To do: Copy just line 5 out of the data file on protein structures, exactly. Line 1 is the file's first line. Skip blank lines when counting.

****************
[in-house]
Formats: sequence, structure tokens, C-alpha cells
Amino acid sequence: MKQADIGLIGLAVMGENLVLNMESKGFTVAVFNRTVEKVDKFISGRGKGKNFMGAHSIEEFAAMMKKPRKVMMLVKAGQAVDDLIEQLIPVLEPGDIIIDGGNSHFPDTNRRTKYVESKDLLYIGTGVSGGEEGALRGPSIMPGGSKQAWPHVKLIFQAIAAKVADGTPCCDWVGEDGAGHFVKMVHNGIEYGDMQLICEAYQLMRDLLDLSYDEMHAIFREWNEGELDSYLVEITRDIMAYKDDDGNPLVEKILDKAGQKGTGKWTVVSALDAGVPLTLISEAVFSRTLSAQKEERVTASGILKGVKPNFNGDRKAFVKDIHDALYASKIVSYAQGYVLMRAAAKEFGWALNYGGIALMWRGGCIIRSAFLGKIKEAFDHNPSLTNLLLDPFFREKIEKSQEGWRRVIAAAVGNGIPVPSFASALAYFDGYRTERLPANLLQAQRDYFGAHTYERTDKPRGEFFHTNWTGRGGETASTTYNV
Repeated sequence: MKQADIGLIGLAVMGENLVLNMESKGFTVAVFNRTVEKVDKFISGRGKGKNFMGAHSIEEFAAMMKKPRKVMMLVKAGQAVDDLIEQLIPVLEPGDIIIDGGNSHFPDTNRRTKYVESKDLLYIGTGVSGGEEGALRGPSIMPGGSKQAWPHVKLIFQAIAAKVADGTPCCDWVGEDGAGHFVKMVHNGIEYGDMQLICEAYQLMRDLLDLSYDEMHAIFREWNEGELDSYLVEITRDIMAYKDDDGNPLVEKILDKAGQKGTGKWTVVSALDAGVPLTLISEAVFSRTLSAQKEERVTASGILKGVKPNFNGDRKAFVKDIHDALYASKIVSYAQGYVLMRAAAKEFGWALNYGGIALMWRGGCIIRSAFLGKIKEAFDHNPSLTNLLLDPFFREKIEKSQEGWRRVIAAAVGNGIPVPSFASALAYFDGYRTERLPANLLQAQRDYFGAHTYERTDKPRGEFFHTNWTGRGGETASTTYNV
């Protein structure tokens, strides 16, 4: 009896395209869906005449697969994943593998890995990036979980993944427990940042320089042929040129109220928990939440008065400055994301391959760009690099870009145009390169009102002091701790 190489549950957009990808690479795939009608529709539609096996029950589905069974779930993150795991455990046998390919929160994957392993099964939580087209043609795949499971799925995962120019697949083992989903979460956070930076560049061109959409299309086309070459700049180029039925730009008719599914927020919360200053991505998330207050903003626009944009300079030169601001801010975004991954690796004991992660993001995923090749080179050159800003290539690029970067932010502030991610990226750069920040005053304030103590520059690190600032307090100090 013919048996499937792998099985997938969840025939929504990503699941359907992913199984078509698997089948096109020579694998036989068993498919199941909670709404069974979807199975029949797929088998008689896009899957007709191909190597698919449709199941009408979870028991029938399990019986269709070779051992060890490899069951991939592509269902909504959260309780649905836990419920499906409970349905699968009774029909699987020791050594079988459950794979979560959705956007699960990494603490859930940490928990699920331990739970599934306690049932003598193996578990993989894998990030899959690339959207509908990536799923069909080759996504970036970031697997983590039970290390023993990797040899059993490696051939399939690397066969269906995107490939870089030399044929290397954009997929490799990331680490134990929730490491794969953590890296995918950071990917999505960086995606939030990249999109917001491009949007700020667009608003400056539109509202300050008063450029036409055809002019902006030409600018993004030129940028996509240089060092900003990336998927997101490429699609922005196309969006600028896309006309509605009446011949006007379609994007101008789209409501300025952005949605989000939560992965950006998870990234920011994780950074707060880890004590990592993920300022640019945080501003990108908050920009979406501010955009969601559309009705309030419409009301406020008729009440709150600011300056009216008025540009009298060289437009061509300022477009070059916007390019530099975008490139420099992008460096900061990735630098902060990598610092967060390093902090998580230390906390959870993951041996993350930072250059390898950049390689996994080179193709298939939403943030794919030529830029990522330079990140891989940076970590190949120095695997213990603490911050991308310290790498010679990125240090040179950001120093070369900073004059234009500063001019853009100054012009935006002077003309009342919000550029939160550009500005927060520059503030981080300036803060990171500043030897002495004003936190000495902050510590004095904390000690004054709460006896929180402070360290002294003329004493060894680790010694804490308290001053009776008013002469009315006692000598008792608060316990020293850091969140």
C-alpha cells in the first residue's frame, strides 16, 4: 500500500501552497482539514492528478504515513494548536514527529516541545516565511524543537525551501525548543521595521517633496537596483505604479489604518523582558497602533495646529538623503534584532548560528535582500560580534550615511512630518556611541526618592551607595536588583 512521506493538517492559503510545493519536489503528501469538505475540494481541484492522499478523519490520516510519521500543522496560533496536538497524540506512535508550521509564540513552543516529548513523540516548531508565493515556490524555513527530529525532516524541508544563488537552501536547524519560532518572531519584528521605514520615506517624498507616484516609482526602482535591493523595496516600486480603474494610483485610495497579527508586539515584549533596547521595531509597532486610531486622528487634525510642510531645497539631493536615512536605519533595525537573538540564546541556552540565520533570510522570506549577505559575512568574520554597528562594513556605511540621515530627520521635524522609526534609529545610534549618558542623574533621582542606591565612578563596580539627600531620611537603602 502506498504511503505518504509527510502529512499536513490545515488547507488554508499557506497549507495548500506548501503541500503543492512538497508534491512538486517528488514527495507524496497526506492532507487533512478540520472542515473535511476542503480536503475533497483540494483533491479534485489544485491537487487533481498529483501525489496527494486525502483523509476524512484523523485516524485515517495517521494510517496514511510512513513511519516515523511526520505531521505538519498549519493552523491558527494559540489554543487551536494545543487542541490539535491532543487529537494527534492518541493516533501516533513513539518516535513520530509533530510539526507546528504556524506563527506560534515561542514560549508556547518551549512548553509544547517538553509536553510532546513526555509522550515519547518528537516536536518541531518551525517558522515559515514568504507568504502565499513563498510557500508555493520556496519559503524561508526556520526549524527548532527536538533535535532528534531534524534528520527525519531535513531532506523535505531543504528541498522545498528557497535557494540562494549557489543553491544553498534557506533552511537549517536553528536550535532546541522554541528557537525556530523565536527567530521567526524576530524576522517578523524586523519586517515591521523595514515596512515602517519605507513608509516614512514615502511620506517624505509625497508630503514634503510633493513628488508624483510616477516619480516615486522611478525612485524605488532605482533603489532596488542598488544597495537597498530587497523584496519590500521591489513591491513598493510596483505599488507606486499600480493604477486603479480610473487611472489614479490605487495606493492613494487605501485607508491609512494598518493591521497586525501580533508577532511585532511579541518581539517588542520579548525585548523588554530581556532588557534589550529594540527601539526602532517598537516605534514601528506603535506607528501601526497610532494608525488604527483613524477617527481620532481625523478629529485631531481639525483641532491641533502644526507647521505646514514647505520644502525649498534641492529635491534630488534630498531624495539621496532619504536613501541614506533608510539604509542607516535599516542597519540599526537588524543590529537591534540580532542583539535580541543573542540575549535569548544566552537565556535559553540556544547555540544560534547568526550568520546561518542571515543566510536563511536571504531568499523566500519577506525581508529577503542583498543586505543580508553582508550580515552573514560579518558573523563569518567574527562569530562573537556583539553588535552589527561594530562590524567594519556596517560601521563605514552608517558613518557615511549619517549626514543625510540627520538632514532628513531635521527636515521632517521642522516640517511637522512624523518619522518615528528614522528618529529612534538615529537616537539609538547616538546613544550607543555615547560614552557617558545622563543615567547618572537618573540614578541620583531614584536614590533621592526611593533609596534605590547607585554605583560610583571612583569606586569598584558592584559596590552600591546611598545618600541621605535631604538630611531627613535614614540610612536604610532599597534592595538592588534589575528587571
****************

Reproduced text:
């Protein structure tokens, strides 16, 4: 009896395209869906005449697969994943593998890995990036979980993944427990940042320089042929040129109220928990939440008065400055994301391959760009690099870009145009390169009102002091701790 190489549950957009990808690479795939009608529709539609096996029950589905069974779930993150795991455990046998390919929160994957392993099964939580087209043609795949499971799925995962120019697949083992989903979460956070930076560049061109959409299309086309070459700049180029039925730009008719599914927020919360200053991505998330207050903003626009944009300079030169601001801010975004991954690796004991992660993001995923090749080179050159800003290539690029970067932010502030991610990226750069920040005053304030103590520059690190600032307090100090 013919048996499937792998099985997938969840025939929504990503699941359907992913199984078509698997089948096109020579694998036989068993498919199941909670709404069974979807199975029949797929088998008689896009899957007709191909190597698919449709199941009408979870028991029938399990019986269709070779051992060890490899069951991939592509269902909504959260309780649905836990419920499906409970349905699968009774029909699987020791050594079988459950794979979560959705956007699960990494603490859930940490928990699920331990739970599934306690049932003598193996578990993989894998990030899959690339959207509908990536799923069909080759996504970036970031697997983590039970290390023993990797040899059993490696051939399939690397066969269906995107490939870089030399044929290397954009997929490799990331680490134990929730490491794969953590890296995918950071990917999505960086995606939030990249999109917001491009949007700020667009608003400056539109509202300050008063450029036409055809002019902006030409600018993004030129940028996509240089060092900003990336998927997101490429699609922005196309969006600028896309006309509605009446011949006007379609994007101008789209409501300025952005949605989000939560992965950006998870990234920011994780950074707060880890004590990592993920300022640019945080501003990108908050920009979406501010955009969601559309009705309030419409009301406020008729009440709150600011300056009216008025540009009298060289437009061509300022477009070059916007390019530099975008490139420099992008460096900061990735630098902060990598610092967060390093902090998580230390906390959870993951041996993350930072250059390898950049390689996994080179193709298939939403943030794919030529830029990522330079990140891989940076970590190949120095695997213990603490911050991308310290790498010679990125240090040179950001120093070369900073004059234009500063001019853009100054012009935006002077003309009342919000550029939160550009500005927060520059503030981080300036803060990171500043030897002495004003936190000495902050510590004095904390000690004054709460006896929180402070360290002294003329004493060894680790010694804490308290001053009776008013002469009315006692000598008792608060316990020293850091969140």